On 64-bit versions of Windows, use variables that evaluate the same regardless of the bitness of the caller. Avoid using the following variables to create a reference to an application that does not support both 32-bit and 64-bit:
%ProgramFiles%, FOLDERID_ProgramFiles, FOLDERID_ProgramFilesCommon, and the older CSIDL_PROGRAM_FILES and CSIDL_PROGRAM_FILES_COMMON.
Windows expands these variables according to the bitness of the caller, as described previously. Instead of %ProgramFiles%, use %ProgramW6432% or do not use an environment variable at all.
If you use DLLs to which both 32-bit and 64-bit clients must bind, you must manage the references to the DLLs to ensure that binding succeeds. The following are possible solutions to this problem:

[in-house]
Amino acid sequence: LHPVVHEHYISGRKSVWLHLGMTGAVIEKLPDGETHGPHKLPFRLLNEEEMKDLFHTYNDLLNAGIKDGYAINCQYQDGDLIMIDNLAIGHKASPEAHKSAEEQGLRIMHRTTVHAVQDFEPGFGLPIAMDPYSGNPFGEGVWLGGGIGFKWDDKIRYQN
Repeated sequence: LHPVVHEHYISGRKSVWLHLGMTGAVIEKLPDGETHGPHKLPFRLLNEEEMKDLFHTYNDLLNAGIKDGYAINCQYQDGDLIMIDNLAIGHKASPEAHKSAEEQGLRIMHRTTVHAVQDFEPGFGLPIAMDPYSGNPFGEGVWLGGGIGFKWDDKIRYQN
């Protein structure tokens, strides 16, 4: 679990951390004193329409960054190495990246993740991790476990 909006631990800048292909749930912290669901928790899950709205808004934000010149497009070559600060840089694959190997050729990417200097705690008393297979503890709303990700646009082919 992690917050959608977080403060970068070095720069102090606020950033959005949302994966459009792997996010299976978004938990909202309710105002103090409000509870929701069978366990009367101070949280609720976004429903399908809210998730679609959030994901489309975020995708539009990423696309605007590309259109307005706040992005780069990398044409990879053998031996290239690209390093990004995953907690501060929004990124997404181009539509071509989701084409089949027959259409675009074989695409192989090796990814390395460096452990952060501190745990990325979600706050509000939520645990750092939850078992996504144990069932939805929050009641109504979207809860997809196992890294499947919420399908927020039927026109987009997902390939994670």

Use a binding technology such as COM that automatically binds to the correct bitness. This is the preferred solution.
Deploy the DLLs in a folder (usually under \Program Files), and add that folder to the PATH environment variable. As a general rule, approaches that rely on environment variables for code binding are more likely to encounter problems than the use of COM or other solutions that do not. However, if you must use this approach, follow these guidelines for naming the DLLs:
Name the 32-bit and 64-bit DLLs differently. This enables the loader to target the right version of the DLL based on unique names.
Use the same DLL name for both the 32-bit and 64-bit DLLs. Store them in different folders, and add both folders to the PATH variable. The loader skips DLLs that have the wrong bitness and therefore binds to the correct library.